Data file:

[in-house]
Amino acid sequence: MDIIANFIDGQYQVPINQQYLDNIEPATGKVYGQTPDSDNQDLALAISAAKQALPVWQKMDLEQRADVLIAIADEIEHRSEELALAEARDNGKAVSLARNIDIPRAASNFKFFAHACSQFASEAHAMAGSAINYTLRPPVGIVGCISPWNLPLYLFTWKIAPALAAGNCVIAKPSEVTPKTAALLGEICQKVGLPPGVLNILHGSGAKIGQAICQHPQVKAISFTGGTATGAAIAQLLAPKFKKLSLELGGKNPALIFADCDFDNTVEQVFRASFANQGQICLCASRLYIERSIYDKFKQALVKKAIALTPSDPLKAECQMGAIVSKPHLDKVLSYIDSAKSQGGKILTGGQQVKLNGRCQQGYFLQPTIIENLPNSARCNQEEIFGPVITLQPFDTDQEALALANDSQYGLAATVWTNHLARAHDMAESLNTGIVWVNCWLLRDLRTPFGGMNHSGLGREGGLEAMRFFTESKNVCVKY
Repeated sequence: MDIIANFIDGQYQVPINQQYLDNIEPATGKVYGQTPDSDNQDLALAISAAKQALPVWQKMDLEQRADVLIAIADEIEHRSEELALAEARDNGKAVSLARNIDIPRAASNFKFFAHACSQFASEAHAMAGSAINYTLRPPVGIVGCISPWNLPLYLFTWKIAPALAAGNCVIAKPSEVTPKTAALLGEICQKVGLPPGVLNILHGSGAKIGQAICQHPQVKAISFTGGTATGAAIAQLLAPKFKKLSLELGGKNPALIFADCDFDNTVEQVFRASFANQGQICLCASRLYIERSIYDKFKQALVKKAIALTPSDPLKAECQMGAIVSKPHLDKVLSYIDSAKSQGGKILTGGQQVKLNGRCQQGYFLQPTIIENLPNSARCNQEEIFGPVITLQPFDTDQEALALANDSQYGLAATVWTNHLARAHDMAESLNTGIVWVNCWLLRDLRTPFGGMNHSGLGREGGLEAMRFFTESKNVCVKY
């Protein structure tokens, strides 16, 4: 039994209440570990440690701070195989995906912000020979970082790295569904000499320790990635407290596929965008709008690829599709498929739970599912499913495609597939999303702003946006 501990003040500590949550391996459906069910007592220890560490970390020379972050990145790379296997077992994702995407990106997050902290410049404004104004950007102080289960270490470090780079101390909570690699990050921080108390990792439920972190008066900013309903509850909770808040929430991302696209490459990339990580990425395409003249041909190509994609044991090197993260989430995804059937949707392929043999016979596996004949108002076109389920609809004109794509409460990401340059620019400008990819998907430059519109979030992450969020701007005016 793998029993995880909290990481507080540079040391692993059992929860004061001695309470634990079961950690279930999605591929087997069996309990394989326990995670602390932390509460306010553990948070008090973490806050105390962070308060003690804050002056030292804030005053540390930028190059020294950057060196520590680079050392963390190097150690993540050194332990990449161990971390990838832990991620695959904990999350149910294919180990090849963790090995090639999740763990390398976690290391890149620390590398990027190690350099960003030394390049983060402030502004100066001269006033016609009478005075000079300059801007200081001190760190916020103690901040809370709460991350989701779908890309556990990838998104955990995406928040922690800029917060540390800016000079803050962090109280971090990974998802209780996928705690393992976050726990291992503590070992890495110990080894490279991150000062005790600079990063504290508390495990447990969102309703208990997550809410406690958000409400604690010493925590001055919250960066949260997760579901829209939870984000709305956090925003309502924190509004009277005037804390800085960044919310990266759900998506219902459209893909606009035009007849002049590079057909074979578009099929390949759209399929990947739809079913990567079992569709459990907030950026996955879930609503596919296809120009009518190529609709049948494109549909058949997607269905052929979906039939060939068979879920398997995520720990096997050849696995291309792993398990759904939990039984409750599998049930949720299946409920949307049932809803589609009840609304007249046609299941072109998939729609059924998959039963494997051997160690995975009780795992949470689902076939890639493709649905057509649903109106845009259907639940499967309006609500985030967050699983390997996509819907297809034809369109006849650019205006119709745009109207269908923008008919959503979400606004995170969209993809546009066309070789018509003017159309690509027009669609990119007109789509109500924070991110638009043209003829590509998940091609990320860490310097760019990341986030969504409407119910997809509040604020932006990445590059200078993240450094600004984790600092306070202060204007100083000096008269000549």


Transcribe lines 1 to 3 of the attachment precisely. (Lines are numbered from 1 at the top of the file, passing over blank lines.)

[in-house]
Amino acid sequence: MDIIANFIDGQYQVPINQQYLDNIEPATGKVYGQTPDSDNQDLALAISAAKQALPVWQKMDLEQRADVLIAIADEIEHRSEELALAEARDNGKAVSLARNIDIPRAASNFKFFAHACSQFASEAHAMAGSAINYTLRPPVGIVGCISPWNLPLYLFTWKIAPALAAGNCVIAKPSEVTPKTAALLGEICQKVGLPPGVLNILHGSGAKIGQAICQHPQVKAISFTGGTATGAAIAQLLAPKFKKLSLELGGKNPALIFADCDFDNTVEQVFRASFANQGQICLCASRLYIERSIYDKFKQALVKKAIALTPSDPLKAECQMGAIVSKPHLDKVLSYIDSAKSQGGKILTGGQQVKLNGRCQQGYFLQPTIIENLPNSARCNQEEIFGPVITLQPFDTDQEALALANDSQYGLAATVWTNHLARAHDMAESLNTGIVWVNCWLLRDLRTPFGGMNHSGLGREGGLEAMRFFTESKNVCVKY
Repeated sequence: MDIIANFIDGQYQVPINQQYLDNIEPATGKVYGQTPDSDNQDLALAISAAKQALPVWQKMDLEQRADVLIAIADEIEHRSEELALAEARDNGKAVSLARNIDIPRAASNFKFFAHACSQFASEAHAMAGSAINYTLRPPVGIVGCISPWNLPLYLFTWKIAPALAAGNCVIAKPSEVTPKTAALLGEICQKVGLPPGVLNILHGSGAKIGQAICQHPQVKAISFTGGTATGAAIAQLLAPKFKKLSLELGGKNPALIFADCDFDNTVEQVFRASFANQGQICLCASRLYIERSIYDKFKQALVKKAIALTPSDPLKAECQMGAIVSKPHLDKVLSYIDSAKSQGGKILTGGQQVKLNGRCQQGYFLQPTIIENLPNSARCNQEEIFGPVITLQPFDTDQEALALANDSQYGLAATVWTNHLARAHDMAESLNTGIVWVNCWLLRDLRTPFGGMNHSGLGREGGLEAMRFFTESKNVCVKY